(GK: Garrison Keillor, SS: Sue Scott, TK: Tom Keith, TR: Tim Russell, RD: Rich Dworsky)
SS: Mr. Baker? I'm Dr. Able. I'm filling in for Dr. Charlie today. What seems to be your problem? Says here you're feeling bad.
TR: Well, I lay down last night, turning from side to side, I was not sick, just dissatisfied.
SS: I see. Were you sleeping on a pallet on the floor?---
TR: No. We have a regular queen-sized bed.
SS: Who's "we," Mr. Baker?
TR: My sweet baby.
SS: So you lay down to sleep---- when you woke up, did you have shackles on your feet?
TR: Twenty-nine links of chain and on each link an initial of my name.
SS: Sounds like the blues to me. Your water---Did it taste like turpentine?
TR: I don't drink water. Just coffee.
SS: Did it taste like turpentine?
TR: Yes, as a matter of fact it did.
SS: Let me ask you about your baby. Does she have lowdown ways? Any lowdown ways you're hoping she'll change?
TR: No. No lowdown ways. She's Methodist.
SS: Or mistreatin ways? She have any of those?
TR: We went through family counselling and we learned how to work through her mistreatin ways.
SS: Good. So she doesn't cause you to weep and cause you to moan?
TR: She causes me to moan a little bit.
SS: How often do you moan? Once in awhile? Often? Every night?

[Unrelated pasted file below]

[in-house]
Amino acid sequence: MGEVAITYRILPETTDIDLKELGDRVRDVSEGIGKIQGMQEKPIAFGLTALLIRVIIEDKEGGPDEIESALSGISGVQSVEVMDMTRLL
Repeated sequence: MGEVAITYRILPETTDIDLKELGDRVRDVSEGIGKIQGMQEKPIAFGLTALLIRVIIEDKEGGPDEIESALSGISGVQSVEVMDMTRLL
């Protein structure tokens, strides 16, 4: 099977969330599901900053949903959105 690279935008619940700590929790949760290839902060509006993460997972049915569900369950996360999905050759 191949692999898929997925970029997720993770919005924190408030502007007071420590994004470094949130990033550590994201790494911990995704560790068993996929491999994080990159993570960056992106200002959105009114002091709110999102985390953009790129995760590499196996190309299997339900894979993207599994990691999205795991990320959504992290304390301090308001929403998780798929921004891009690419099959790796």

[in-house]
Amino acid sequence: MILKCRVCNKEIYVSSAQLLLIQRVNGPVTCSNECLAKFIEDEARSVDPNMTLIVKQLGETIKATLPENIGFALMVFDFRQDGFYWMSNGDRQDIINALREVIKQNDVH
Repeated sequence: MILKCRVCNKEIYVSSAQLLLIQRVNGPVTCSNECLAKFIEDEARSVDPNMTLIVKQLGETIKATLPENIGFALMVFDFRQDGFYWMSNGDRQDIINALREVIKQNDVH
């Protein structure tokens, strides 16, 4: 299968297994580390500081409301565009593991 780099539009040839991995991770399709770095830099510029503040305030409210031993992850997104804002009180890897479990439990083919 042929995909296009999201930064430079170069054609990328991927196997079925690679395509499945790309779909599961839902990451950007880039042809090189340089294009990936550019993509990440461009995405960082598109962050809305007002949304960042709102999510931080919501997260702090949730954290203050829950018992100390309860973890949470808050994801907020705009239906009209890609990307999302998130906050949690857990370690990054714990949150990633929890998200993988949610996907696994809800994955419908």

TR: Every evening when the sun goes down.
SS: Mr. Baker, I'm going to read you some statements and you tell me if they're true or false, okay?
TR: Okay.
SS: Do you feel like laying your head on some lonesome railroad line and let the 2:19 ease your troubled mind?
TR: No, I don't.
SS: Was the longest train you ever saw sixteen coaches long and the gal you love was on that train and gone?
TR: No, I've seen trains a lot longer than that.
SS: Let me get some of your family history. Your mama?
TR: She's an old mama lion.
SS: Your daddy?
TR: He's an engineer.
SS: Your brother?
TR: Drives a hack.
SS: Your sister?
TR: Takes in washing.
SS: And the baby?
TR: Balls the jack.
SS: I see. You're not a railroad man yourself, are you?
TR: I'm an accountant.
SS: So you haven't been having some hard travelling, way down the road?
TR: No, I've been staying at home for the most part.
SS: Have you been to see another doctor about this?
TR: I went down to the St. James Infirmary.
SS: And?
TR: I felt like I was fixin' to die.
SS: So it's the pure blues. You feel lonely.
TR: I'd rather be dead and in my grave than to be in this town and treated this way.
SS: Well, let me say this, Mr. Baker. You're troubled in mind. And you're blue. But you won't be blue always. The sun's going to shine in your back door someday.
TR: What is that supposed to mean?
SS: It means: Go to bed, lay down, try not to turn from side to side, and give me a call in the morning.

(c) 2000 by Garrison Keillor